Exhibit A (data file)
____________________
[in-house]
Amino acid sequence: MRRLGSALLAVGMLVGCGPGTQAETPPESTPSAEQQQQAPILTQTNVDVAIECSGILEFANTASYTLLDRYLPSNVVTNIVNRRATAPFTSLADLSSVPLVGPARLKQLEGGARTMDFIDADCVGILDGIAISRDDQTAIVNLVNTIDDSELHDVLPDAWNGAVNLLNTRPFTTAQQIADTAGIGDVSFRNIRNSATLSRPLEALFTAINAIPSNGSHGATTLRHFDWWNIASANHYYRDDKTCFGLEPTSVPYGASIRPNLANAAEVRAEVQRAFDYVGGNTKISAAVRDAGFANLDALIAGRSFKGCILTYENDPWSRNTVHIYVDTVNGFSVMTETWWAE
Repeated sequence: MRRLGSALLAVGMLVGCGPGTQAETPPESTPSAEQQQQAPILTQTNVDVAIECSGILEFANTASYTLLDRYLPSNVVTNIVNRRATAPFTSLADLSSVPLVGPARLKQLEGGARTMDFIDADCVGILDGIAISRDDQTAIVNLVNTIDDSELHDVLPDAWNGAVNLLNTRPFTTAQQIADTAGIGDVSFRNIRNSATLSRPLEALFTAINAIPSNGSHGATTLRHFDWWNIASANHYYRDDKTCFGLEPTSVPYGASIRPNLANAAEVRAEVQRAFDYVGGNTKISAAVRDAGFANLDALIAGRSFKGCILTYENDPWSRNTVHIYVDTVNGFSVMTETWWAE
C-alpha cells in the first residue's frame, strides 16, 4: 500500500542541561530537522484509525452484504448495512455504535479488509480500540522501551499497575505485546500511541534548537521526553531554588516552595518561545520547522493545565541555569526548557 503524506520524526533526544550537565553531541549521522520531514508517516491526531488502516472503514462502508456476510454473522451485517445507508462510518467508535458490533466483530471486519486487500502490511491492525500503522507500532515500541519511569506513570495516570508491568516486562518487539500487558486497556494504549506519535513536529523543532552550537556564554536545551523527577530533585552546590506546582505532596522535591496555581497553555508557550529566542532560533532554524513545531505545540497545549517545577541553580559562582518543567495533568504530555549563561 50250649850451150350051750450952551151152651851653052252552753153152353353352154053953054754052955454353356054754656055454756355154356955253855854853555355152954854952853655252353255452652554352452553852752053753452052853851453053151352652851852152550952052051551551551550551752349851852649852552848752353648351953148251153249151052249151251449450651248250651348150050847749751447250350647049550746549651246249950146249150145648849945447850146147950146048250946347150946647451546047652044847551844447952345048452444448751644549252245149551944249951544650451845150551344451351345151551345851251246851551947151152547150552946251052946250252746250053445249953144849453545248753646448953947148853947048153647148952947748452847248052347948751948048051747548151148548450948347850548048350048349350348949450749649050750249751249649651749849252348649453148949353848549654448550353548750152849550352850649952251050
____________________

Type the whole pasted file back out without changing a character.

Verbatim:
[in-house]
Amino acid sequence: MRRLGSALLAVGMLVGCGPGTQAETPPESTPSAEQQQQAPILTQTNVDVAIECSGILEFANTASYTLLDRYLPSNVVTNIVNRRATAPFTSLADLSSVPLVGPARLKQLEGGARTMDFIDADCVGILDGIAISRDDQTAIVNLVNTIDDSELHDVLPDAWNGAVNLLNTRPFTTAQQIADTAGIGDVSFRNIRNSATLSRPLEALFTAINAIPSNGSHGATTLRHFDWWNIASANHYYRDDKTCFGLEPTSVPYGASIRPNLANAAEVRAEVQRAFDYVGGNTKISAAVRDAGFANLDALIAGRSFKGCILTYENDPWSRNTVHIYVDTVNGFSVMTETWWAE
Repeated sequence: MRRLGSALLAVGMLVGCGPGTQAETPPESTPSAEQQQQAPILTQTNVDVAIECSGILEFANTASYTLLDRYLPSNVVTNIVNRRATAPFTSLADLSSVPLVGPARLKQLEGGARTMDFIDADCVGILDGIAISRDDQTAIVNLVNTIDDSELHDVLPDAWNGAVNLLNTRPFTTAQQIADTAGIGDVSFRNIRNSATLSRPLEALFTAINAIPSNGSHGATTLRHFDWWNIASANHYYRDDKTCFGLEPTSVPYGASIRPNLANAAEVRAEVQRAFDYVGGNTKISAAVRDAGFANLDALIAGRSFKGCILTYENDPWSRNTVHIYVDTVNGFSVMTETWWAE
C-alpha cells in the first residue's frame, strides 16, 4: 500500500542541561530537522484509525452484504448495512455504535479488509480500540522501551499497575505485546500511541534548537521526553531554588516552595518561545520547522493545565541555569526548557 503524506520524526533526544550537565553531541549521522520531514508517516491526531488502516472503514462502508456476510454473522451485517445507508462510518467508535458490533466483530471486519486487500502490511491492525500503522507500532515500541519511569506513570495516570508491568516486562518487539500487558486497556494504549506519535513536529523543532552550537556564554536545551523527577530533585552546590506546582505532596522535591496555581497553555508557550529566542532560533532554524513545531505545540497545549517545577541553580559562582518543567495533568504530555549563561 50250649850451150350051750450952551151152651851653052252552753153152353353352154053953054754052955454353356054754656055454756355154356955253855854853555355152954854952853655252353255452652554352452553852752053753452052853851453053151352652851852152550952052051551551551550551752349851852649852552848752353648351953148251153249151052249151251449450651248250651348150050847749751447250350647049550746549651246249950146249150145648849945447850146147950146048250946347150946647451546047652044847551844447952345048452444448751644549252245149551944249951544650451845150551344451351345151551345851251246851551947151152547150552946251052946250252746250053445249953144849453545248753646448953947148853947048153647148952947748452847248052347948751948048051747548151148548450948347850548048350048349350348949450749649050750249751249649651749849252348649453148949353848549654448550353548750152849550352850649952251050